According to an embodiment of the present invention, light emitted from the organic layers 14 can waveguide along the organic layers 14 and transparent layers 12 and 15 combined, since the organic layers 14 have a refractive index lower than that of the transparent electrode 12 and layer 15. The scattering layer 22 may disrupt the total internal reflection of light in the combined layers 14, 12 and 15 and redirect some portion of the light out of the combined layers.
The reflective, conductive layer 17 (for example comprising silver or aluminum) can be very thick (for example greater than 100 nm) and carry large amounts of current. Since the reflective, conductive layer 17 is electrically connected to the transparent, conductive layer 15 in portions 62, the current distribution in the OLED device is thereby improved despite the relatively low conductivity of the transparent, conductive layer 15. While the scattering layer 22 may also be conductive, it is difficult to make scattering materials that are not light-absorbing and are also conductive. Hence, the present invention provides an electrode having a scattering layer within an OLED device that does not create shorts between electrodes and does provide good current distribution in the OLED. The use of a conductive, protective layer 21 (for example zinc oxide with or without dopants) further improves the current distribution in the transparent, conductive layer 15 while enabling deposition of scattering layer 22 without requiring patterning of the transparent, conductive layer 15, transparent, protective layer 21, or transparent, reflective layer 17.
For applications in which device sharpness is important (e.g. display devices having pixels), it is critical that the optical isolation layer 18 (
Whenever light crosses an interface between two layers of differing index (except for the case of total internal reflection), a portion of the light is reflected and another portion is refracted. Unwanted reflections can be reduced by the application of standard thin anti-reflection layers. Use of anti-reflection layers may be particularly useful on both sides of the transparent substrate 10.
The light-scattering layer 22 can employ a variety of materials. For example, randomly located particles of titanium dioxide may be employed in a matrix of polymeric material. Alternatively, a more structured arrangement employing ITO, silicon oxides, or silicon nitrides may be used. Shapes of refractive elements may be cylindrical, rectangular, or spherical, but it is understood that the shape is not limited thereto. The difference in refractive indices between materials in the light-scattering layer 22 may be, for example, from 0.3 to 3, and a large difference is generally desired. The thickness of the light-scattering layer, or size of features in, or on the surface of, a light-scattering layer may be, for example, 0.03 to 50 μm. It is generally preferred to avoid diffractive effects in the light-scattering layer. Such effects may be avoided, for example, by locating features randomly or by ensuring that the sizes or distribution of the refractive elements are not the same as the wavelength of the color of light emitted by the device from the light-emitting area.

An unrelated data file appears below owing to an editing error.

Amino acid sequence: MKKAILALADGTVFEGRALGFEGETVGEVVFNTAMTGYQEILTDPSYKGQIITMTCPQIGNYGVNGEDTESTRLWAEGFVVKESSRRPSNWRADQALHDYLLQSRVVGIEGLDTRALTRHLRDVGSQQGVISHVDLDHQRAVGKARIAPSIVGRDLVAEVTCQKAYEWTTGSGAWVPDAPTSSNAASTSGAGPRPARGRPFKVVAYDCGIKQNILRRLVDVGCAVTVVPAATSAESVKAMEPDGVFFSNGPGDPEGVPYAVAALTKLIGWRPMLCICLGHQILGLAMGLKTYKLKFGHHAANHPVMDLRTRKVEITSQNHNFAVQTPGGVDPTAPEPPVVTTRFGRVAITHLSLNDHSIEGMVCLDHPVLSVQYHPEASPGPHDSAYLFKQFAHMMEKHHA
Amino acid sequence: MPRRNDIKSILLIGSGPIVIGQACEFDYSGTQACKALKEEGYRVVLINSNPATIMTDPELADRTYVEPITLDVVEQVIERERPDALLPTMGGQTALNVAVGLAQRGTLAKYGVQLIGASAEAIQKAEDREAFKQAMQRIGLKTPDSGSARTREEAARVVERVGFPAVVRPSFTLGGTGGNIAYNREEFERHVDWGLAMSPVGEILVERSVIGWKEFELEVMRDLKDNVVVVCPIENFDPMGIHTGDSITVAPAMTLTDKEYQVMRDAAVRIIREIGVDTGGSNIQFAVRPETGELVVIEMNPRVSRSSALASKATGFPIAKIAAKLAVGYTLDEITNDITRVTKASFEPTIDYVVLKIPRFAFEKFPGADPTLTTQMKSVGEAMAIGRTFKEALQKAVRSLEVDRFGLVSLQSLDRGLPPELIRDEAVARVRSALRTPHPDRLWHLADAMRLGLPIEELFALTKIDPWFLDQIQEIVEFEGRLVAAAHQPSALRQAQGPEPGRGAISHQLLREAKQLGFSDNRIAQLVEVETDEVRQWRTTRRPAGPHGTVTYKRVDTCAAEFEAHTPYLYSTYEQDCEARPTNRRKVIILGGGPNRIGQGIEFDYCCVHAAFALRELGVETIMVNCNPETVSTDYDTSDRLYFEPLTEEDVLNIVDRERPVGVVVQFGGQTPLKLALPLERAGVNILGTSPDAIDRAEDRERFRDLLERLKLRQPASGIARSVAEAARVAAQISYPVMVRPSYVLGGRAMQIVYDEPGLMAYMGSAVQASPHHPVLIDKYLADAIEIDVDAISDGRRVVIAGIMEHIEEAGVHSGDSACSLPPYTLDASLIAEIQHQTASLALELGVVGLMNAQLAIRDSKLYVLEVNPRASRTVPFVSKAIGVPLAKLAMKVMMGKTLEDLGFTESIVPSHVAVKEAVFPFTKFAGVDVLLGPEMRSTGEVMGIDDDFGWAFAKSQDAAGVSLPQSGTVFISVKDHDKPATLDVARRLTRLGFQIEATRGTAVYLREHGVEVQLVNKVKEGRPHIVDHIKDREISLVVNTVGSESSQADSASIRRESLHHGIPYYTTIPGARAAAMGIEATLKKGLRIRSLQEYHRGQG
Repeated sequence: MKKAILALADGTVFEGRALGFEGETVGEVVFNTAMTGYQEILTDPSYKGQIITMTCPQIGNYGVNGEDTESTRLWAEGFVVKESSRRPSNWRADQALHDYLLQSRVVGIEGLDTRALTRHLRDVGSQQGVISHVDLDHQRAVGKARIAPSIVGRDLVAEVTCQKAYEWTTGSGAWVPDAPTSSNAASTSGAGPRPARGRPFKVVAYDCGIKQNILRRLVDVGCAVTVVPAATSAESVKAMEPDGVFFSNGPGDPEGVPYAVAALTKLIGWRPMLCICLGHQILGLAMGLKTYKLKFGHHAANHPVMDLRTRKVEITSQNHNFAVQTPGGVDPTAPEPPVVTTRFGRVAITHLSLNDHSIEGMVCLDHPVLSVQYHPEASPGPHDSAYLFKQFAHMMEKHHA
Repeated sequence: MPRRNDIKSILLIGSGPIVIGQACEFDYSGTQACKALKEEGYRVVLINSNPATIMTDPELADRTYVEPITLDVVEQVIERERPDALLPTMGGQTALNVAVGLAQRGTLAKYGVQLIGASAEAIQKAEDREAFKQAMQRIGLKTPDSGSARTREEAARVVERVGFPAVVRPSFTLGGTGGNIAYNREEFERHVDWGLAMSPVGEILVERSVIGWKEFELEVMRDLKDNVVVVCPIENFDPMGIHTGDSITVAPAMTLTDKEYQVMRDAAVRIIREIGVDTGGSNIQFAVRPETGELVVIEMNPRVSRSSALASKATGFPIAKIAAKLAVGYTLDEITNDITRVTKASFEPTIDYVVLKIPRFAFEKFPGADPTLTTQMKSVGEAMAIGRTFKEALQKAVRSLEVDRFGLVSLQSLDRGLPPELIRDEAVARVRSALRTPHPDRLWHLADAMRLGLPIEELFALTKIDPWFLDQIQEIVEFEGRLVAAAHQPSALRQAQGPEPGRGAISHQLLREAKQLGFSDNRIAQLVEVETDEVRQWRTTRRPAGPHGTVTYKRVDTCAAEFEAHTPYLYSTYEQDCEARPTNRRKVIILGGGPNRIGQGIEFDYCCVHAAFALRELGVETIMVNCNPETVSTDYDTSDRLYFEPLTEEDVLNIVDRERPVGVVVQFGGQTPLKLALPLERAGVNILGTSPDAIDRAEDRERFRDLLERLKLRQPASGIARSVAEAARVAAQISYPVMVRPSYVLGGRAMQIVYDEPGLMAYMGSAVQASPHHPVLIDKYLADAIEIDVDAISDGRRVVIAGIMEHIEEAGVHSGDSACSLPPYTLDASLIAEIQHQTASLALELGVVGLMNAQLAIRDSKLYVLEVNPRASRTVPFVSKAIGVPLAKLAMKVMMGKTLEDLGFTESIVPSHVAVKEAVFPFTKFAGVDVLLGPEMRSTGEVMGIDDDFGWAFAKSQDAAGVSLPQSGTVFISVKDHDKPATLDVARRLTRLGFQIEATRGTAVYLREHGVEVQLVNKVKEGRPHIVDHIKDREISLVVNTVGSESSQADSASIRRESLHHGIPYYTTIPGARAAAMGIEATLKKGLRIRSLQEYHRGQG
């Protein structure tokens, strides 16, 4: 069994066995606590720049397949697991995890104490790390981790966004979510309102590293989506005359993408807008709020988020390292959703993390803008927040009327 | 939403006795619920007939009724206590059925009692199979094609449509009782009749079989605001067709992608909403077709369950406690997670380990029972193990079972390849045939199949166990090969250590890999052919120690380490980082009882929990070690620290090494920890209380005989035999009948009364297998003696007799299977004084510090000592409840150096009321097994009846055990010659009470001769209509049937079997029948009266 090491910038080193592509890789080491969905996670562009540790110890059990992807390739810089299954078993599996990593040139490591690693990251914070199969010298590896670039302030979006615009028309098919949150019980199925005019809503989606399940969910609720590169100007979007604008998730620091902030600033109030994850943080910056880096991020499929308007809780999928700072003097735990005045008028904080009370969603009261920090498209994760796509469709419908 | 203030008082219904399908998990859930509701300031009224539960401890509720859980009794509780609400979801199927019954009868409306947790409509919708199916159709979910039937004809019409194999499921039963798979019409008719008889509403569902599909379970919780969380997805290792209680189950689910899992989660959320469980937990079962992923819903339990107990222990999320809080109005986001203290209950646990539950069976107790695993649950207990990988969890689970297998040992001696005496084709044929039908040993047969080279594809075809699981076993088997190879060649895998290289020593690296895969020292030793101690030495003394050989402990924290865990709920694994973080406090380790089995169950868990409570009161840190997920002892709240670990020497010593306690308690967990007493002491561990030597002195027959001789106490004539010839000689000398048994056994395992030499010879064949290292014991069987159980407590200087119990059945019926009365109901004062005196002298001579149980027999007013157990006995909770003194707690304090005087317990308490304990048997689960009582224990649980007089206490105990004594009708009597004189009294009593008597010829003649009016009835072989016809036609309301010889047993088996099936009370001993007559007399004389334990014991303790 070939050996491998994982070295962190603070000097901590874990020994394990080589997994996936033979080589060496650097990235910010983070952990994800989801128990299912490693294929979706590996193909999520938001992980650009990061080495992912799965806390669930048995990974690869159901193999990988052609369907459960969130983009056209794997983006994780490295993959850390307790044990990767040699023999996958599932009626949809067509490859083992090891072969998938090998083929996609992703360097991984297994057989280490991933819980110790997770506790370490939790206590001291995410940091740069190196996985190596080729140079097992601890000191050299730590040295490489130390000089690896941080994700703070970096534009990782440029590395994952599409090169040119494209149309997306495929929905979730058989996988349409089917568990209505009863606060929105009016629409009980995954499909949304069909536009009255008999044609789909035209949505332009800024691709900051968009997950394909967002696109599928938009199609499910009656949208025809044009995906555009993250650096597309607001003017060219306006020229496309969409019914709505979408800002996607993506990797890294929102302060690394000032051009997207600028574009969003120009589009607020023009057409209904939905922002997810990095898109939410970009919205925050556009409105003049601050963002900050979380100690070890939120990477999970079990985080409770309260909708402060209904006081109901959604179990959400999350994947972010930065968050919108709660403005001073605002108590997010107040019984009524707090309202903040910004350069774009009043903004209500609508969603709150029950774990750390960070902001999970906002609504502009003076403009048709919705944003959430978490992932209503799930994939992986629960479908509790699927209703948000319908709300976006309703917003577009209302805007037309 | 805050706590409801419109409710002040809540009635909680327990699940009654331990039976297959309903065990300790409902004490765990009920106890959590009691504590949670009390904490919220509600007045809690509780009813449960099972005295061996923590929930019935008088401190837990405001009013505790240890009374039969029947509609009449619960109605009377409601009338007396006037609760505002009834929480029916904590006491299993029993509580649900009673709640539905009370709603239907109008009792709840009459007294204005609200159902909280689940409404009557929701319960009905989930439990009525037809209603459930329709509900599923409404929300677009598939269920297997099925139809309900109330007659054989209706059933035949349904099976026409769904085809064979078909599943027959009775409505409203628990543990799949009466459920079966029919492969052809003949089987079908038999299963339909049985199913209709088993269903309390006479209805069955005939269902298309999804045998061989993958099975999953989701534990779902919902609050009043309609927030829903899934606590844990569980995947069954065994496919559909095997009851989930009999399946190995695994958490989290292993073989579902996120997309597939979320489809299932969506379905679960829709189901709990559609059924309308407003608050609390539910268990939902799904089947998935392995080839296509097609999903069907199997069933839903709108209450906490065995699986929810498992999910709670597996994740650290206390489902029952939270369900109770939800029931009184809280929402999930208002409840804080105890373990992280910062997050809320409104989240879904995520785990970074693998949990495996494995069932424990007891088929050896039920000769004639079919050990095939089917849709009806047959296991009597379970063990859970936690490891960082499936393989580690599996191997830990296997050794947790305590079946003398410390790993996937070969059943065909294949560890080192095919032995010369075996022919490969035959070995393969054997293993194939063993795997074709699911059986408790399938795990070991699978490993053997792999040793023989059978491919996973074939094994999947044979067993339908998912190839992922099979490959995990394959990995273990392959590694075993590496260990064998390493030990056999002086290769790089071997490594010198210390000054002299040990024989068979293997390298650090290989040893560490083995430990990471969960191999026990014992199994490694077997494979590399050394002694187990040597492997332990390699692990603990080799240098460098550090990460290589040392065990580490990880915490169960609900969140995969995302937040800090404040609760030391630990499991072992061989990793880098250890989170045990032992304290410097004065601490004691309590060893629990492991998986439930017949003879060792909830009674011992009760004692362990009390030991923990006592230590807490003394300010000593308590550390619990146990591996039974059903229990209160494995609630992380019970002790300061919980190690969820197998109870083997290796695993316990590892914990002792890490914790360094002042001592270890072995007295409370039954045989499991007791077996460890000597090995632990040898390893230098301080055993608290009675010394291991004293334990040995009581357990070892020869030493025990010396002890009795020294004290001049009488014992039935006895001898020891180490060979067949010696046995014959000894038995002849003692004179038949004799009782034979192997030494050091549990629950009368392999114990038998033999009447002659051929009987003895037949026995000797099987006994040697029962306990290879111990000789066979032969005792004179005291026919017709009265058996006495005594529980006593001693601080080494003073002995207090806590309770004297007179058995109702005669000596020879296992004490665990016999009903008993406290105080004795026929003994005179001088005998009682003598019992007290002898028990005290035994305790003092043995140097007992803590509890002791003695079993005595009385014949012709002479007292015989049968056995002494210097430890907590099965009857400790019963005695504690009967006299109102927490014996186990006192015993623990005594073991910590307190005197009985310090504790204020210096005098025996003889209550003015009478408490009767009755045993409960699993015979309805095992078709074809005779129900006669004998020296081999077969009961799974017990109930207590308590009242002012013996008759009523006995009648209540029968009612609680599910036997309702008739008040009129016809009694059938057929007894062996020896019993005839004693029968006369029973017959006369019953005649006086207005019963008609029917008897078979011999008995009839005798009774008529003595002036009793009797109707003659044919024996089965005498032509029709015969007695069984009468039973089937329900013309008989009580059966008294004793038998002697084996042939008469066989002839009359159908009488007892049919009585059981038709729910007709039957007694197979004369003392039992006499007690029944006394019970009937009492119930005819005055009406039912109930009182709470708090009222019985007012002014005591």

The light-scattering layer 22 should be selected to get the light out of the OLED as quickly as possible so as to reduce the opportunities for re-absorption by the various layers of the OLED device. The light-scattering layer 22 may have a high total diffuse transmittance (preferably greater than 80%). When coupled with the reflective, conductive layer 17, light that passes through the scattering layer is redirected toward the substrate 10 in a bottom-emitting device, or toward the cover 20 in a top-emitting device. Alternatively, the light-scattering layer 22 may have a high total diffuse reflectance (preferably greater than 80%) so that little light is reflected from the reflective, conductive layer 17. In all cases, the absorption of the light-scattering layer should be as low as possible (preferably less than 5%, and ideally 0%).